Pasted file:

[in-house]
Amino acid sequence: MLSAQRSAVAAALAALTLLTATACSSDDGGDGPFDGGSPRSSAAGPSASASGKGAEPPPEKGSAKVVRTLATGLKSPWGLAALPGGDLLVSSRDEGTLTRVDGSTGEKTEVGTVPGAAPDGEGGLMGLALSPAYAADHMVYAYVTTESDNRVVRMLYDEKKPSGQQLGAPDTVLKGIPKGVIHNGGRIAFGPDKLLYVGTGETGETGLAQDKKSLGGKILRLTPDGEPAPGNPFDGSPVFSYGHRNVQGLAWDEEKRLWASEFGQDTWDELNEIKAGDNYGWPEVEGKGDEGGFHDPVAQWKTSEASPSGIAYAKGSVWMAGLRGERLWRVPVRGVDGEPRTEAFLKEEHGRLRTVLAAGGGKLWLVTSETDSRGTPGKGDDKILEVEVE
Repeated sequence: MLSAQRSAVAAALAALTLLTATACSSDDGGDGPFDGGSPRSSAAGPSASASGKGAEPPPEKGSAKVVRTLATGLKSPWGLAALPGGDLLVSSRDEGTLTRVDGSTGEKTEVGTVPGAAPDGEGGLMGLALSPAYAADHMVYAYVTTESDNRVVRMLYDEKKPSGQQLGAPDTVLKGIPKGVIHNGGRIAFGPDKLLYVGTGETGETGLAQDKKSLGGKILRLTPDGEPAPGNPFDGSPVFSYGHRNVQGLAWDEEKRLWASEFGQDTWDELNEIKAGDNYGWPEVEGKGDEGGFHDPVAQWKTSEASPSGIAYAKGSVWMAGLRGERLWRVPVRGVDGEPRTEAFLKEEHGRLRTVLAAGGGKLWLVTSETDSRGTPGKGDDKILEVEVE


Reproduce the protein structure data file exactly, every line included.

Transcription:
[in-house]
Amino acid sequence: MLSAQRSAVAAALAALTLLTATACSSDDGGDGPFDGGSPRSSAAGPSASASGKGAEPPPEKGSAKVVRTLATGLKSPWGLAALPGGDLLVSSRDEGTLTRVDGSTGEKTEVGTVPGAAPDGEGGLMGLALSPAYAADHMVYAYVTTESDNRVVRMLYDEKKPSGQQLGAPDTVLKGIPKGVIHNGGRIAFGPDKLLYVGTGETGETGLAQDKKSLGGKILRLTPDGEPAPGNPFDGSPVFSYGHRNVQGLAWDEEKRLWASEFGQDTWDELNEIKAGDNYGWPEVEGKGDEGGFHDPVAQWKTSEASPSGIAYAKGSVWMAGLRGERLWRVPVRGVDGEPRTEAFLKEEHGRLRTVLAAGGGKLWLVTSETDSRGTPGKGDDKILEVEVE
Repeated sequence: MLSAQRSAVAAALAALTLLTATACSSDDGGDGPFDGGSPRSSAAGPSASASGKGAEPPPEKGSAKVVRTLATGLKSPWGLAALPGGDLLVSSRDEGTLTRVDGSTGEKTEVGTVPGAAPDGEGGLMGLALSPAYAADHMVYAYVTTESDNRVVRMLYDEKKPSGQQLGAPDTVLKGIPKGVIHNGGRIAFGPDKLLYVGTGETGETGLAQDKKSLGGKILRLTPDGEPAPGNPFDGSPVFSYGHRNVQGLAWDEEKRLWASEFGQDTWDELNEIKAGDNYGWPEVEGKGDEGGFHDPVAQWKTSEASPSGIAYAKGSVWMAGLRGERLWRVPVRGVDGEPRTEAFLKEEHGRLRTVLAAGGGKLWLVTSETDSRGTPGKGDDKILEVEVE